Richard Jackson

About Richard Jackson

Richard Jackson moved to Australia from Northern Ireland. He likes it here but detests that parking meters often don't supply change.

Long Reads: The internet’s birthday, McDonald’s health push and radical learning

Richard Jackson’s Long Reads looks at a prediction of the internet from 20 years ago, McDonald’s tough road to health and a school with a difference.

 

Freedom from fries – Michael Spector (The New Yorker)

“McDonald’s alone serves twenty-six million people every day at its fourteen thousand American outlets – more than the population of Australia.” It is these sort of mind boggling facts that make this article great.

When the economic system favours fast food outlets with subsidies for cheap meat, how do the more trendy healthy food stores compete with them? On the other side of the patty, how are McDonald’s going to change the tide of public opinion for those who are fleeing from the fast food giant, armed with the knowledge of what the Golden Arches actually put on their menu?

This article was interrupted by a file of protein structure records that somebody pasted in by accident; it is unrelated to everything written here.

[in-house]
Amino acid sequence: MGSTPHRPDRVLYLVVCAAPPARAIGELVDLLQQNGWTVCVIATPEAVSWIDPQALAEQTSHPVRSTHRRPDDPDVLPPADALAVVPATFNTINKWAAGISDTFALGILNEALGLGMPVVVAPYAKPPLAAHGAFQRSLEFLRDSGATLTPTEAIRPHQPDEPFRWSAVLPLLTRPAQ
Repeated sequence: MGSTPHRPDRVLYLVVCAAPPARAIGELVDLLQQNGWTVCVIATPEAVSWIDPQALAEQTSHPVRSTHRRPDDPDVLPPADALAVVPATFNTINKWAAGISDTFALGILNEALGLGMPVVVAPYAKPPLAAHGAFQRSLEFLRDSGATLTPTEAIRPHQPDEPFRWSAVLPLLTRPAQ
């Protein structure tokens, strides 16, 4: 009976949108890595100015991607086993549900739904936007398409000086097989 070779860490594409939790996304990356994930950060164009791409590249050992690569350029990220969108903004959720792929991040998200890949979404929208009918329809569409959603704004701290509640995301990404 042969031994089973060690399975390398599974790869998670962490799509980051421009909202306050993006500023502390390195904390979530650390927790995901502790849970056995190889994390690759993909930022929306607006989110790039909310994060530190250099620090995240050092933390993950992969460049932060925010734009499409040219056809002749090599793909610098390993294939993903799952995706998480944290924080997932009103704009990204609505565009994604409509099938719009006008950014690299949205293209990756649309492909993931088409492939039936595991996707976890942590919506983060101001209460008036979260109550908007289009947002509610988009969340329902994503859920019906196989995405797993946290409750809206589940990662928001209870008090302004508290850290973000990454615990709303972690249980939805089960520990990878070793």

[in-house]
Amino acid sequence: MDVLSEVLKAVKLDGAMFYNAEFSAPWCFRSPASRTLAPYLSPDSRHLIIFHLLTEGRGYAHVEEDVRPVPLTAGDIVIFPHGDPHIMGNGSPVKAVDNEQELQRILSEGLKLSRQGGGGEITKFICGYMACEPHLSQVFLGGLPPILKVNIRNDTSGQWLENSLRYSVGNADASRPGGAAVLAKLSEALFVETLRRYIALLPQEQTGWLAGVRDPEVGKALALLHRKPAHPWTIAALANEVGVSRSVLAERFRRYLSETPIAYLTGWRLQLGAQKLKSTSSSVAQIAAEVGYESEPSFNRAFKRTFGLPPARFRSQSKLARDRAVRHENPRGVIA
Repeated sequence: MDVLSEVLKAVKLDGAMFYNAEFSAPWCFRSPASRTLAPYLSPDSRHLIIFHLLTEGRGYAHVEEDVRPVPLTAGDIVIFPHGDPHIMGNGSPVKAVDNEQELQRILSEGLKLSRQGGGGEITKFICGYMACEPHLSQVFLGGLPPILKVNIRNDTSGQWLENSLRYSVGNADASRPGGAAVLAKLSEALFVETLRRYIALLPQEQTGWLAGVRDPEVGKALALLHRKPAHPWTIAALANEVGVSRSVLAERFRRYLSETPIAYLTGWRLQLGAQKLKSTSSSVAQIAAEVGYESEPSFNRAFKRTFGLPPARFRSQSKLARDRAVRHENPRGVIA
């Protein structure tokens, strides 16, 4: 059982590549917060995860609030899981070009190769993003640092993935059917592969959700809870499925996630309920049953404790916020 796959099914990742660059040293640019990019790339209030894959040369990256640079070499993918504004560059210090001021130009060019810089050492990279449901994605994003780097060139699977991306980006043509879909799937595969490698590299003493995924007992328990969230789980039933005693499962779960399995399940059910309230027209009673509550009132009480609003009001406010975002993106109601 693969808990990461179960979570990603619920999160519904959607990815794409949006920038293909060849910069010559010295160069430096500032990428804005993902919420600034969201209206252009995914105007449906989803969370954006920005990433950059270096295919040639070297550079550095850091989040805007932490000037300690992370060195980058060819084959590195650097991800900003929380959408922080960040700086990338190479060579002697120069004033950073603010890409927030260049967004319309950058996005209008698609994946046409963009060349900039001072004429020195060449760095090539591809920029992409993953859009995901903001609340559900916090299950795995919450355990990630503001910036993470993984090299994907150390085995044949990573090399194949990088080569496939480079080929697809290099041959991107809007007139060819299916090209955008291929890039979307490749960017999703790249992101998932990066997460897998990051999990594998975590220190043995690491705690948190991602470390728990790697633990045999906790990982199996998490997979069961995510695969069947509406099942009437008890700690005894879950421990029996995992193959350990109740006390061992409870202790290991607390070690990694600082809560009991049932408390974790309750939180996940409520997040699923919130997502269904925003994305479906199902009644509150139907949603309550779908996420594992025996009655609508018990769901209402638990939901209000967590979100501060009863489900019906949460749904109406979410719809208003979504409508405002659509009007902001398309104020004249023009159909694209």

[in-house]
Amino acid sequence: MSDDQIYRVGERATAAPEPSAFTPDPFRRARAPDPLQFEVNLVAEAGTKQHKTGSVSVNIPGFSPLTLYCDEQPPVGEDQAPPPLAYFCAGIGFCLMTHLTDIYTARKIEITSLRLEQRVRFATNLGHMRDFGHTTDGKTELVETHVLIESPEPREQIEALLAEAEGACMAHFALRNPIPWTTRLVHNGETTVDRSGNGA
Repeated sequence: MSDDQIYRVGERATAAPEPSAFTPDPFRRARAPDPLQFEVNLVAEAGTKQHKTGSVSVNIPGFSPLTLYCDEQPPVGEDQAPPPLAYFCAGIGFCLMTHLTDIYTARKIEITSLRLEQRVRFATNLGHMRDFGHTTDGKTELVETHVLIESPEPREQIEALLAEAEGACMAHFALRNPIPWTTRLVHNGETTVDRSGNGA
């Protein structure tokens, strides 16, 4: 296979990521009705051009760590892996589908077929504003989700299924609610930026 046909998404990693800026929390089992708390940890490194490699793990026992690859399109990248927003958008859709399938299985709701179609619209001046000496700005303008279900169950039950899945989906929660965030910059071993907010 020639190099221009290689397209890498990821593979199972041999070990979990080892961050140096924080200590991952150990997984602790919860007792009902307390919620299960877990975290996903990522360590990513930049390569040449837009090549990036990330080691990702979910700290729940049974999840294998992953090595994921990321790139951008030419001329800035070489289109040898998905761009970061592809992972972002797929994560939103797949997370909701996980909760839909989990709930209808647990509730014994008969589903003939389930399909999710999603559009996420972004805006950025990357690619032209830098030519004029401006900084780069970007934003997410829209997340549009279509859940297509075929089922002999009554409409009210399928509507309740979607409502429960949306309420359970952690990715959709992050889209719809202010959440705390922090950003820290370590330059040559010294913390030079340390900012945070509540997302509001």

Tomorrow’s internet turns 20 – John Herrman (The Awl)

In 1995, Ted Leonsis then senior executive for AOL made some predictions about the future of the internet for Time Magazine. In this article, journalist John Herrman revisits them to check his accuracy. The major oversight is he didn’t recognise the potential for cat videos on the Internet.

 

The tech elite’s quest to reinvent school in its own image – Salman Khan (Wired)

Every year it seems someone comes along and claims they are going to revolutionise the education system, but it usually putters out due to bureaucracy and parental concern. On that note, there are often parents who, despite innovations in education, say things like “Well if it was good enough for me!” This isn’t the right attitude.

These new schools rarely take off and become the standard for education in a country, but often remain single entities. Sorry to sound pessimistic, but best of luck to Salman Khan who established the Khan Lab School, a trial model that allows students to learn at their own pace and it incorporates technology into almost every element of the learning process.

 

 

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